UPDATE (June 2015): Lake Elizabeth Western Pond Turtle
On May 19, 2015, after over six months in captivity, the two groups of western pond turtles that had been rescued in the fall of 2014 were released near their original collection site. A total of 52 turtles, 24 from the Behlor Chelonian Center in Ojai, California and 28 from the campus of UCLA, were collected and carefully transported to The Painted Turtle camp in Lake Hughes, California, an innovative camping facility catering to children with medical conditions. The privately own Painted Turtle facility utilizes acres of watered ponds for their clients and is located on the same drainage as Lake Elizabeth only 1/2 mile upstream.
Once at the release facility, CDFW and Behlor staff carried the turtles to the bank of the largest pond and placed them a foot from the water, allowing them to enter the pond themselves. All turtles quickly entered the water without issue and quickly swam off. The release site has basking areas and quality upland habitat for the western pond turtles. Prior to release, the turtles were marked and many had PIT tags installed to track their movement.
CDFW plan’s on working with the landowners to monitor the population in the future. See original story below.
CDFW’s Brian Young releases western pond turtles at The Painted Turtle (May 19, 2015)
A healthy western pond turtle ready for release at The Painted Turtle (May 19, 2015)
The western pond turtle, Actinemys marmoratais the only remaining freshwater turtle species native to California. The species formerly ranged from western Washington and British Columbia to northern Baja, California, with a few isolated populations along the Carson and Truckee rivers in Nevada and the Mojave River (Ernst et al., 1994).
Populations are declining in southern California as well as over most of their northern range. Habitat destruction appears to be the major cause of its decline (Brattstrom and Messer, 1988) and the species is listed as a Species of Special Concern by the California Department of Fish and Wildlife.
Necessity of Rescue
A relatively large and genetically important population of western pond turtle occurs in Lake Elizabeth, located approximately 65 miles northeast of Los Angeles in the northern Antelope Valley. This unique lake is referred to as a “sag pond” in that it is situated directly on the San Andreas Fault, and formed by the Earth’s tectonic movements. In 2013, the lake level began to drop due to drought conditions and the use of the lake to suppress fires in the area. In 2014, the lake was at its lowest levels in recent history, and conditions were exacerbated by drought effects.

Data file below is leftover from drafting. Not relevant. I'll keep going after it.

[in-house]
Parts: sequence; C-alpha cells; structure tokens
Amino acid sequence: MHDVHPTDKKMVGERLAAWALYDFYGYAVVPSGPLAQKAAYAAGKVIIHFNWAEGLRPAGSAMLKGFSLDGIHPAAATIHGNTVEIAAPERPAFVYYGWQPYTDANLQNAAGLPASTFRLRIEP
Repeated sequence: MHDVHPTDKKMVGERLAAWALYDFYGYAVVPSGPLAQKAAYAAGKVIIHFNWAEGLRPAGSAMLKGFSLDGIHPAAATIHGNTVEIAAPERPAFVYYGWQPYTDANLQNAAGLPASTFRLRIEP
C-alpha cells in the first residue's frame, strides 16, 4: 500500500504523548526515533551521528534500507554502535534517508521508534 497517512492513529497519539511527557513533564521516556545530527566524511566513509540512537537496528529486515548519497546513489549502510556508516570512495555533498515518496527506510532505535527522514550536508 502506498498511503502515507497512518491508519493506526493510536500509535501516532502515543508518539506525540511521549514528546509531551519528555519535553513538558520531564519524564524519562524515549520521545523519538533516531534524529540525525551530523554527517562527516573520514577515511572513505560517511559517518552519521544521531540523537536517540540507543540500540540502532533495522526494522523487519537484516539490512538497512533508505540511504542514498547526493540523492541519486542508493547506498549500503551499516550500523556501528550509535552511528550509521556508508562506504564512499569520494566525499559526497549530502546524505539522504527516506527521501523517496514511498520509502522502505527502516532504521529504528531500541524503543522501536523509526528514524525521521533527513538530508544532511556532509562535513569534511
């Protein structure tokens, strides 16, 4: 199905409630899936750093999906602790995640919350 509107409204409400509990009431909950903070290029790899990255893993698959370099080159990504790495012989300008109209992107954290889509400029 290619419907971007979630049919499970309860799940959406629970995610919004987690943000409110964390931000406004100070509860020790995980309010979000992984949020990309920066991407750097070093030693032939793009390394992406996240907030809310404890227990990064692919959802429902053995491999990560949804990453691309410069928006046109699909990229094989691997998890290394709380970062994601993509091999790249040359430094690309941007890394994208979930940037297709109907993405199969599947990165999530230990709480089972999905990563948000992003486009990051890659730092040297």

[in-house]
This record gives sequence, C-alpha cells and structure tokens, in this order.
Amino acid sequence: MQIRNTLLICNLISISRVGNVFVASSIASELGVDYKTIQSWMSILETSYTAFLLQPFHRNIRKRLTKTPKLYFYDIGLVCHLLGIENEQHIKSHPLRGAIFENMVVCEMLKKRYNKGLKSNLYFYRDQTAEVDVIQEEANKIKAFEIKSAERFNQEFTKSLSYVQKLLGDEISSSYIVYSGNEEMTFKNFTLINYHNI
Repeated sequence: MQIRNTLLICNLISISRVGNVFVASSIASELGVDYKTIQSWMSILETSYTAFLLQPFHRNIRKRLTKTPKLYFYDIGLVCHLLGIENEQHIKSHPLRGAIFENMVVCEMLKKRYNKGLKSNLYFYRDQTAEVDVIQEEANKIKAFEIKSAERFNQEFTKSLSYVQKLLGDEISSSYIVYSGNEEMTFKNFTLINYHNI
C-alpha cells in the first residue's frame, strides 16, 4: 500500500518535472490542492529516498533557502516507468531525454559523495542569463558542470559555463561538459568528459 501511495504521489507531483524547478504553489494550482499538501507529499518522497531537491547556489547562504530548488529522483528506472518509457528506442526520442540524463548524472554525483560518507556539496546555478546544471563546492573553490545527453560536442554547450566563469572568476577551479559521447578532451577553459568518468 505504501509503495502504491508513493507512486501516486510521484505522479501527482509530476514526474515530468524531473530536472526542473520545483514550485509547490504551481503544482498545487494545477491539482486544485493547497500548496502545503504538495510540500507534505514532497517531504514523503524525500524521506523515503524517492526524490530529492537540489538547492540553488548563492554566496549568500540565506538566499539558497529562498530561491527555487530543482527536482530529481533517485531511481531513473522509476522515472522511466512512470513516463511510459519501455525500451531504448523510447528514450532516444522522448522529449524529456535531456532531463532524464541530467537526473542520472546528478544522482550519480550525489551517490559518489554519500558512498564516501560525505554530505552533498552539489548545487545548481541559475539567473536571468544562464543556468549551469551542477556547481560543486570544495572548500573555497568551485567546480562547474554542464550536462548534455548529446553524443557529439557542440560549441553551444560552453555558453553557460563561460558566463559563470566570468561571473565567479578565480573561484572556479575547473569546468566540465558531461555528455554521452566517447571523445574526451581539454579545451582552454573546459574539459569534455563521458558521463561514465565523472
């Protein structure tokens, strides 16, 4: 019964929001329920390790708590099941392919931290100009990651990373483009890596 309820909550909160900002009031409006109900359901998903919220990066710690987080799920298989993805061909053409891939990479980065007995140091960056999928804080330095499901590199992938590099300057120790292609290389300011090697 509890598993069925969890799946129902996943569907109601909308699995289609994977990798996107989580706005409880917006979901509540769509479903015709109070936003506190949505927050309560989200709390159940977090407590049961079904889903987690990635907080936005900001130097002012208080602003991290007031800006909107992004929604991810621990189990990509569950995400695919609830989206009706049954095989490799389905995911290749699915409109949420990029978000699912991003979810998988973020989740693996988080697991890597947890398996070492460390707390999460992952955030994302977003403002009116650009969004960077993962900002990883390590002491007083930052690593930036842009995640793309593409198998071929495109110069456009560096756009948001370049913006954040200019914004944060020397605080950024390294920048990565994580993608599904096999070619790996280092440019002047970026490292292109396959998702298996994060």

Relocation Sites and Turtle Survival
Starting in June of 2014 concern grew for the health of the western pond turtle population inhabiting Lake Elizabeth. Due to degrading habitat conditions, thirty-three western pond turtles were collected by the California Department of Fish and Wildlife (CDFW), United States Geological Service (USGS), and ECORP Consulting, Inc. on September 18, 2014 from the drying lake and taken to the Behler Chelonian Center in Ventura County (Figure 1). Three turtles died shortly after arriving at the facility. An additional 22 western pond turtles were collected by CDFW on October 24th and taken to the University of California, Los Angeles (UCLA) in Los Angeles County to be placed in outdoor tanks (Figure 2). Six additional turtles were collected and transported to UCLA on November 4th. There were no mortalities associated with these two rescue efforts.
Future Lake Elizabeth
The turtles will be cared for at the facilities until suitable habitat conditions return at Lake Elizabeth where they will be released back to the lake. CDFW staff will continue to monitor conditions at Lake Elizabeth.
||# in Captivity
|September 18, 2014
|Octobers 24, 2014
|November 4, 2014
Brattstron, B.H. and D.F. Messer. 1988. Current Status of the Southwestern Pond Turtle, Clemmys marmorata pallida, in Southern California. Final Report for the California Department of Fish and Game, Contract C-2044.
Ernst, C.E., J.E. Lovich, and R.W. Barbour. 1994. Turtles of the United States and Canada. Smithsonian Institute Press, Washington and London.
California Department of Fish and Wildlife, UC Los Angeles, ECORP Consulting, inc US Geological Survey, US Forest Service, Behler Turtle Conservancy